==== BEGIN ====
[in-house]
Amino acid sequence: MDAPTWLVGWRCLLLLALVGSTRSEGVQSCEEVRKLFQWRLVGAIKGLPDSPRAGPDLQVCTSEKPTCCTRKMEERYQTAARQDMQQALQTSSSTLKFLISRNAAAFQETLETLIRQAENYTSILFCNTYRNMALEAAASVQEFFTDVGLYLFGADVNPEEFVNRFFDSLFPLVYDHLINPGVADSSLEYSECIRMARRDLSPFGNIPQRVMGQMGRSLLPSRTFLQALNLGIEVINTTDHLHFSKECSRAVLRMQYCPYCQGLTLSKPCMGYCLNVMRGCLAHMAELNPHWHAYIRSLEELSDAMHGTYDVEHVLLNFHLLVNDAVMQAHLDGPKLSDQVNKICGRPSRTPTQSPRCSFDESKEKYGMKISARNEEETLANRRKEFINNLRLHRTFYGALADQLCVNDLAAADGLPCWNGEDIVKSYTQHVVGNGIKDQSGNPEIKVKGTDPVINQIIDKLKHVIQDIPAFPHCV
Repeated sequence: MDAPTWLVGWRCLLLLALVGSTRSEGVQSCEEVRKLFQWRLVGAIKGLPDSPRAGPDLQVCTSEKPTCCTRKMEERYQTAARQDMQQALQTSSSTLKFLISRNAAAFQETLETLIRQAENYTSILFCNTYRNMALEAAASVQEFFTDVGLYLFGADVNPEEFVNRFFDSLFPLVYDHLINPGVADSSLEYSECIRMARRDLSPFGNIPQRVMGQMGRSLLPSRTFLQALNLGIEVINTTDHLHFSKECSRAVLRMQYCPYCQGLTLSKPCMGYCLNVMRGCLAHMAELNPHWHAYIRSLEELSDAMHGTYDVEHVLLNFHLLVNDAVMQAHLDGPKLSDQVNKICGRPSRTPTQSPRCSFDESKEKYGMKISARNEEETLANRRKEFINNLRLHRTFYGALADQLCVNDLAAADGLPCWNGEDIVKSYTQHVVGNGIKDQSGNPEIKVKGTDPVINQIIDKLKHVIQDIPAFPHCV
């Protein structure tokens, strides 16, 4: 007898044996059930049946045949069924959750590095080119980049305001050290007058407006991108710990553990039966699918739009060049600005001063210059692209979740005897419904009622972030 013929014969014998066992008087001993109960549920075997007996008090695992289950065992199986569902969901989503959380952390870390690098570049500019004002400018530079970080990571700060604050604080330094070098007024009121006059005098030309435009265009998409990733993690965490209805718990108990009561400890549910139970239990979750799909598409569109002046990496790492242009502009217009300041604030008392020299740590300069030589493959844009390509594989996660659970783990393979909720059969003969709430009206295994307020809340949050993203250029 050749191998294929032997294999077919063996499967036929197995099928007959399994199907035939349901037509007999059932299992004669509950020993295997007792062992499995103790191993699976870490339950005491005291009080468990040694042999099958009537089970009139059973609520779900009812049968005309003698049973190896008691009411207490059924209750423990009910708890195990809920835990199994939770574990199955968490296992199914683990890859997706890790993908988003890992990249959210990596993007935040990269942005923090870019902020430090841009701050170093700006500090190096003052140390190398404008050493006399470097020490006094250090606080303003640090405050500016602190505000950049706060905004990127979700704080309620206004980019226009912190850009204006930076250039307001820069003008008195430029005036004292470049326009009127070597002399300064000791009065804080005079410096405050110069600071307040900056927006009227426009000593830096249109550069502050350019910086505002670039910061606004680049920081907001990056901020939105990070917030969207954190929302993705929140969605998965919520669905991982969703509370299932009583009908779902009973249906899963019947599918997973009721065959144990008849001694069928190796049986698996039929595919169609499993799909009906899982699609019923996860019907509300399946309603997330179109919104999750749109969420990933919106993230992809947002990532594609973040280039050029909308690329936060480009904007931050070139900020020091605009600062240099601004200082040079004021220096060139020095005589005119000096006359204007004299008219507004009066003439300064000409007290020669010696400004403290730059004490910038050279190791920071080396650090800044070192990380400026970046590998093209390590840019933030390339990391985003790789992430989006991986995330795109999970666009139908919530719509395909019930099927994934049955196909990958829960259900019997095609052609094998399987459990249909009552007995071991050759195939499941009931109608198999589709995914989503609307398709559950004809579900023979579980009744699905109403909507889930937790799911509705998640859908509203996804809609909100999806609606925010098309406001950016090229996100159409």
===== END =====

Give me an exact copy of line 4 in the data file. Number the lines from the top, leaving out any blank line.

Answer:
């Protein structure tokens, strides 16, 4: 007898044996059930049946045949069924959750590095080119980049305001050290007058407006991108710990553990039966699918739009060049600005001063210059692209979740005897419904009622972030 013929014969014998066992008087001993109960549920075997007996008090695992289950065992199986569902969901989503959380952390870390690098570049500019004002400018530079970080990571700060604050604080330094070098007024009121006059005098030309435009265009998409990733993690965490209805718990108990009561400890549910139970239990979750799909598409569109002046990496790492242009502009217009300041604030008392020299740590300069030589493959844009390509594989996660659970783990393979909720059969003969709430009206295994307020809340949050993203250029 050749191998294929032997294999077919063996499967036929197995099928007959399994199907035939349901037509007999059932299992004669509950020993295997007792062992499995103790191993699976870490339950005491005291009080468990040694042999099958009537089970009139059973609520779900009812049968005309003698049973190896008691009411207490059924209750423990009910708890195990809920835990199994939770574990199955968490296992199914683990890859997706890790993908988003890992990249959210990596993007935040990269942005923090870019902020430090841009701050170093700006500090190096003052140390190398404008050493006399470097020490006094250090606080303003640090405050500016602190505000950049706060905004990127979700704080309620206004980019226009912190850009204006930076250039307001820069003008008195430029005036004292470049326009009127070597002399300064000791009065804080005079410096405050110069600071307040900056927006009227426009000593830096249109550069502050350019910086505002670039910061606004680049920081907001990056901020939105990070917030969207954190929302993705929140969605998965919520669905991982969703509370299932009583009908779902009973249906899963019947599918997973009721065959144990008849001694069928190796049986698996039929595919169609499993799909009906899982699609019923996860019907509300399946309603997330179109919104999750749109969420990933919106993230992809947002990532594609973040280039050029909308690329936060480009904007931050070139900020020091605009600062240099601004200082040079004021220096060139020095005589005119000096006359204007004299008219507004009066003439300064000409007290020669010696400004403290730059004490910038050279190791920071080396650090800044070192990380400026970046590998093209390590840019933030390339990391985003790789992430989006991986995330795109999970666009139908919530719509395909019930099927994934049955196909990958829960259900019997095609052609094998399987459990249909009552007995071991050759195939499941009931109608198999589709995914989503609307398709559950004809579900023979579980009744699905109403909507889930937790799911509705998640859908509203996804809609909100999806609606925010098309406001950016090229996100159409």